Smaller FAT16 only library for Arduino
Branch: master
Clone or download
Fetching latest commit…
Cannot retrieve the latest commit at this time.
Permalink
Type Name Latest commit message Commit time
Failed to load latest commit information.
Fat16
html
.gitattributes 🍭 Added .gitattributes & .gitignore files Aug 6, 2014
.gitignore 🍭 Added .gitattributes & .gitignore files Aug 6, 2014
Fat16.html
SdLevel.png
changes.txt
readme.txt
troubleshooting.txt Initial commit Aug 6, 2014

readme.txt

Read changes.txt if you have used previous releases of this library.

Please read the html documentation for this library.  Start with
html/index.html and read the Main Page.  Next go to the Files tab and
read the documentation for Fat16Config.h.  Finally go to the Classes
tab and read the Fat16 class documentation.

If you wish to report bugs or have comments, send email to
fat16lib@sbcglobal.net

Arduinos access SD cards using the cards SPI protocol.  PCs, Macs, and
most consumer devices use the 4-bit parallel SD protocol.  A card that
functions well on A PC or Mac may not work well on the Arduino.

Most cards have good SPI read performance but cards vary widely in SPI
write performance.  Write performance is limited by how efficiently the
card manages internal erase/remapping operations.  The Arduino cannot
optimize writes to reduce erase operations because of its limited RAM.

SanDisk cards generally have good write performance.  They seem to have
more internal RAM buffering than other cards and therefore can limit
the number of flash erase operations that the Arduino forces due to its
limited RAM.

Some Dane-Elec cards have a write speed that is only 20% as fast as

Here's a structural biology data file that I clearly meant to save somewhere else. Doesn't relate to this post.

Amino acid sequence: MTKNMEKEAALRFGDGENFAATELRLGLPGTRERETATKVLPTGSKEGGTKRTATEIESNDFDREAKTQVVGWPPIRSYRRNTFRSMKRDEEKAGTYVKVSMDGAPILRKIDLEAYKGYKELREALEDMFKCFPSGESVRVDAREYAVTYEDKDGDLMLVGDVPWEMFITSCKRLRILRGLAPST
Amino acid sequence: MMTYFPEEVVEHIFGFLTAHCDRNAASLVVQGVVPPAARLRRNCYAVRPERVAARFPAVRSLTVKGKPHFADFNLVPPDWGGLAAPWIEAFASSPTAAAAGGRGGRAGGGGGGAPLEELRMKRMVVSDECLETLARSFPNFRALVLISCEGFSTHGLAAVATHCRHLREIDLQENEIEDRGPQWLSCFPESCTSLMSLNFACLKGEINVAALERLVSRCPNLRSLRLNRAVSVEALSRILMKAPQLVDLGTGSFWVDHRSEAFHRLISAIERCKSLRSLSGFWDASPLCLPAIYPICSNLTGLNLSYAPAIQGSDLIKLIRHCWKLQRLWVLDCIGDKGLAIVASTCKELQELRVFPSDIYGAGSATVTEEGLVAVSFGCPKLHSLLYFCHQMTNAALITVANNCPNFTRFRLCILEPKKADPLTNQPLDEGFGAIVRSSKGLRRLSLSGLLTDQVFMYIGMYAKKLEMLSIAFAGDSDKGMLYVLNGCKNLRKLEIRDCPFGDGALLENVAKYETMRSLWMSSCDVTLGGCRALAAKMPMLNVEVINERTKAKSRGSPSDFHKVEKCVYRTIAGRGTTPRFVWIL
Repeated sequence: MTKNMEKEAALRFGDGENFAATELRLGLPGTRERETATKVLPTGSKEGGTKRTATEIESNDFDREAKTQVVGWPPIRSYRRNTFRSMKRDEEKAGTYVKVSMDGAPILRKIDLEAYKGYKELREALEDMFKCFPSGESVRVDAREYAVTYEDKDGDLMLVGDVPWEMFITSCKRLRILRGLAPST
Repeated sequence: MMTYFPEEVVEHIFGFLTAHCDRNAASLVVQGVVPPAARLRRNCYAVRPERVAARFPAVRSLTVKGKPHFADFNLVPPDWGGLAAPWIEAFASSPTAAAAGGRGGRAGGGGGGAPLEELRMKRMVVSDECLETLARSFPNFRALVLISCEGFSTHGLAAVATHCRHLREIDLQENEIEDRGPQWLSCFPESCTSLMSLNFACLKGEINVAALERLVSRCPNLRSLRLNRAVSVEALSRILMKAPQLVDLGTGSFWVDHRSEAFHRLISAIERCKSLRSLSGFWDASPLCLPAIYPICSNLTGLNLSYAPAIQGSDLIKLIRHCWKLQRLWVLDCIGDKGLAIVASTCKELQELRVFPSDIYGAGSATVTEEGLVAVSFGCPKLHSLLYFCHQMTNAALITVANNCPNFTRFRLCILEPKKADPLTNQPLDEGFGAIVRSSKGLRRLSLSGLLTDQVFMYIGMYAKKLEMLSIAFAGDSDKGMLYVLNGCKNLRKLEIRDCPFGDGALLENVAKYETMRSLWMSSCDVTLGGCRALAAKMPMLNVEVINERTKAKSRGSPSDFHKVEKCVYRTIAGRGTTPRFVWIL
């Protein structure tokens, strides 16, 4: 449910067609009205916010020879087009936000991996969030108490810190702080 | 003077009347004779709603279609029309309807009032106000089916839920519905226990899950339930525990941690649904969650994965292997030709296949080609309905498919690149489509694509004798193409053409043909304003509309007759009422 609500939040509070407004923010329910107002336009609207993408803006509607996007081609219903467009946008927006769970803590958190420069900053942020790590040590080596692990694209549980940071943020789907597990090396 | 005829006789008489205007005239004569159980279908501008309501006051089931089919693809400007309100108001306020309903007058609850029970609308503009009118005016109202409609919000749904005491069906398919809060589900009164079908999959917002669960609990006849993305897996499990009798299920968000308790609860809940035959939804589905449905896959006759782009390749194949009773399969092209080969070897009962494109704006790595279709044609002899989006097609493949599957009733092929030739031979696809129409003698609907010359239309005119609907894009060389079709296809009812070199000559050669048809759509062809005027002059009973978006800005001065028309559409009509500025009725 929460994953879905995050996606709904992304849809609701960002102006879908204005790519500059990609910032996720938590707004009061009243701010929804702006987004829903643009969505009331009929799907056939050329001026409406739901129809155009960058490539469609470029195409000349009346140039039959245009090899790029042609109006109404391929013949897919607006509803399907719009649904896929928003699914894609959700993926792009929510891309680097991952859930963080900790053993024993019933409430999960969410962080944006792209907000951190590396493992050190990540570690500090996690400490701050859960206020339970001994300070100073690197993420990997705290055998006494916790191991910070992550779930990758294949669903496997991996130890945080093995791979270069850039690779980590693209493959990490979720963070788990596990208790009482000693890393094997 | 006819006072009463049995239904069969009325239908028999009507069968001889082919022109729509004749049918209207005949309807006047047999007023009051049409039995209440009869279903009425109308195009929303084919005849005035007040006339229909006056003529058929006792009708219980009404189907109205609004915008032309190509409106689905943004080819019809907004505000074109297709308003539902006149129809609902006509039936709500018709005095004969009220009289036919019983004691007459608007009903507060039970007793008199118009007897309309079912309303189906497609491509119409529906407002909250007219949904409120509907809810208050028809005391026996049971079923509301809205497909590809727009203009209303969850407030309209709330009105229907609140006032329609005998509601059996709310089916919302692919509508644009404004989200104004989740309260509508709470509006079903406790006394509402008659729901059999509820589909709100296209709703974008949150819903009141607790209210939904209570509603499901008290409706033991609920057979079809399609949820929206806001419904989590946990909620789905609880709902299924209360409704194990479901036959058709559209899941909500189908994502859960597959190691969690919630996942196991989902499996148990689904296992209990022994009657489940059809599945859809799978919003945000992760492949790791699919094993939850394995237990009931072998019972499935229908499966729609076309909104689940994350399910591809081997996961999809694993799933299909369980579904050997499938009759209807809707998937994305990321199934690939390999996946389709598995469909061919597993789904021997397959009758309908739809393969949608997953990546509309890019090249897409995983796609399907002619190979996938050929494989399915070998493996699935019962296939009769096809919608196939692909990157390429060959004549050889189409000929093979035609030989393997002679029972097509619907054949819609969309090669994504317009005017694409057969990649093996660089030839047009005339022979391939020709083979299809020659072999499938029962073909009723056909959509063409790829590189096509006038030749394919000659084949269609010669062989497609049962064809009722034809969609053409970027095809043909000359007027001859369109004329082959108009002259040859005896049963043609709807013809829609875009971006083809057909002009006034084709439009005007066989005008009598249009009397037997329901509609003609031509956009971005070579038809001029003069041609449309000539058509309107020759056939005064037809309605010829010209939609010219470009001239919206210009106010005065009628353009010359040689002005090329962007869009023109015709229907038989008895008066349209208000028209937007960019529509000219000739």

a good SanDisk card.


The hardware interface to the SD card should not use a resistor based
level shifter.  Fat16 sets the SPI bus frequency to 8 MHz which results
in signal rise times that are too slow for the edge detectors in many
newer SD card controllers when resistor voltage dividers are used.

The 5 to 3.3 V level shifter for 5 V arduinos should be IC based like
the  74HC4050N based circuit shown in the file SdLevel.png.  The
Adafruit Wave Shield uses a 74AHC125N.  Gravitech sells SD and MicroSD
Card Adapters based on the 74LCX245.


To install the library copy the Fat16 directory to the
libraries subdirectory of the Arduino user directory. On Windows 7
this is <User Name>\Documents\Arduino\libraries. On earlier versions of
the Arduino IDE use the hardware/libraries subdirectory of the
Arduino IDE.

For the AtMega168 be sure to reduce the serial buffer size by setting 
RX_BUFFER_SIZE to 32 or less in
hardware/cores/arduino/HardwareSerial.cpp.  I use 16.

Fat16 assumes chip select for the SD card is the hardware SS pin.  On a
168/328 Arduino this is pin 10 and on a Mega this is pin 53.  If you are
using another pin for chip select you will need call
SdCard::init(speed, chipSelectPin) with second parameter set to the
chip select pin.

If you have a shield like the SparkFun shield that uses pin 8 for chip
select you would change the line:
  card.init();